Trishul is blunt, so Naval forces seek Barak




Trishul is blunt, so Naval forces seek Barak

NEW DELHI: With the much-delayed indigenous surface-to-air (SAM) "Trishul" missile programme still floundering and nowhere near completion, the Navy is planning to go in for several more Israeli "Barak" anti-missile defence systems for its frontline warships.


The Navy had pressed for installation of six "Barak" systems on its "Delhi Class" destroyers and "Godavari Class" guided-missile frigates, in addition to the one already approved for its solitary aircraft carrier INS Viraat, during the 1999 Kargil conflict. This was necessary since Pakistan had acquired "Harpoon" and "Exocet" air and submarine launched sea-skimming anti-ship missiles which posed a dangerous threat to Indian warships.


"We had no effective answer to them. Western countries were not prepared to part with their advanced anti-missile defence systems. So, we turned to Israel," said an officer.


Now, the Navy wants at least 10 more "Barak" systems, valued around Rs 100 crore each, to be installed on its other warships, including "Brahmaputra Class" frigates, to further bolster its sea-based defences.


"Despite almost 70 flight-tests, the 'Trishul' programme is simply not materialising due to repeated snags in the guidance, control and propulsion systems. With the 'Barak' system already being installed on seven warships, it makes sense to make our anti-missile systems Barak-centric and bring in standardisation," said sources.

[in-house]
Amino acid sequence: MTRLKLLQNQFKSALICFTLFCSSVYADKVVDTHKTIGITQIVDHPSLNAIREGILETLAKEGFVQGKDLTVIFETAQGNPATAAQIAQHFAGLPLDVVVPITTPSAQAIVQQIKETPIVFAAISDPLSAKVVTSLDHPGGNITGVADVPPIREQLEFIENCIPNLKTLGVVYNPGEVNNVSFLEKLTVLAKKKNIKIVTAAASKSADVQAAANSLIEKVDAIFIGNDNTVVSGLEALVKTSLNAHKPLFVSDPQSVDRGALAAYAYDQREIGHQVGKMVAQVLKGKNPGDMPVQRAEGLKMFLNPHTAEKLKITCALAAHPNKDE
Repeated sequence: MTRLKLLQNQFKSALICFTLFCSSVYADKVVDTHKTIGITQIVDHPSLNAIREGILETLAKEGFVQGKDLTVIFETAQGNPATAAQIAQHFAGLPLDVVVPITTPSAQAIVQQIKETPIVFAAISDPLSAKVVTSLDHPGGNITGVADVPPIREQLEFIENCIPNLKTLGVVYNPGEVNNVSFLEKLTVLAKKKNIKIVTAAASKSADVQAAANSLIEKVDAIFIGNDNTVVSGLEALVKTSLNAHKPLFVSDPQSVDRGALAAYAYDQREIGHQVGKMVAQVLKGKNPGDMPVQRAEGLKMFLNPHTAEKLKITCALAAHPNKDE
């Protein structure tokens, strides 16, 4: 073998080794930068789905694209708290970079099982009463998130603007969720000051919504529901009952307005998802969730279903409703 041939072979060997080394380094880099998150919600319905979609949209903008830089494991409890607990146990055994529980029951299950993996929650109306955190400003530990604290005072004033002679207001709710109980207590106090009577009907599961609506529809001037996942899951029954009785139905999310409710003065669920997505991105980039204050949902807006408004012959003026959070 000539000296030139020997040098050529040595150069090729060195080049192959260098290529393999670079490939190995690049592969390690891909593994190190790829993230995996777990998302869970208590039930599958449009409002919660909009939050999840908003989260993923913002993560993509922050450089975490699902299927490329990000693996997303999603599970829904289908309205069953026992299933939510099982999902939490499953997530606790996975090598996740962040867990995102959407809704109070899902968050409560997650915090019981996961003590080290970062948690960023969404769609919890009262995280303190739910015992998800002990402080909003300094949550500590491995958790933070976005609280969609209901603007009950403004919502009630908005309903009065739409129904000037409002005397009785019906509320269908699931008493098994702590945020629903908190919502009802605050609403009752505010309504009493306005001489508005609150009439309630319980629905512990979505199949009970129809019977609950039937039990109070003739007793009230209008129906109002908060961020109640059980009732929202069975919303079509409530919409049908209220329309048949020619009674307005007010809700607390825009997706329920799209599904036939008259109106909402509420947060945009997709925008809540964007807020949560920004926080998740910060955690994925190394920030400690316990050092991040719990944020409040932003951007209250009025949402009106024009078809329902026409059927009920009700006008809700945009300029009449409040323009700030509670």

Similarly, the Navy plans to centre its anti-ship attack capabilities around the 290-km-range supersonic cruise missile "BrahMos" being developed jointly with Russia.


The fire-and-forget "BrahMos", which can fly at a velocity of up to 2.8 Mach and is to be inducted in another six months, is more advanced than the anti-ship missiles with China or Pakistan at present.


The quick-reaction "Barak" SAM, in turn, is an integrated system, which employs vertically-launched missiles and "command to line-of-sight" radar guidance, to destroy incoming sea-skimming missiles and hostile aircraft.


"We have tested the 'Barak' system successfully. Sea-skimming missiles are difficult to destroy since they are small, fly seven-15 metres above sea level and get lost in the sea clutter," said an officer.


Israel has emerged as the second-largest supplier of military hardware and software to India after Russia in recent years, especially in the field of surveillance and anti-missile systems. Incidentally, Israeli Prime Minister Ariel Sharon will be coming to India on a historic visit early next month.

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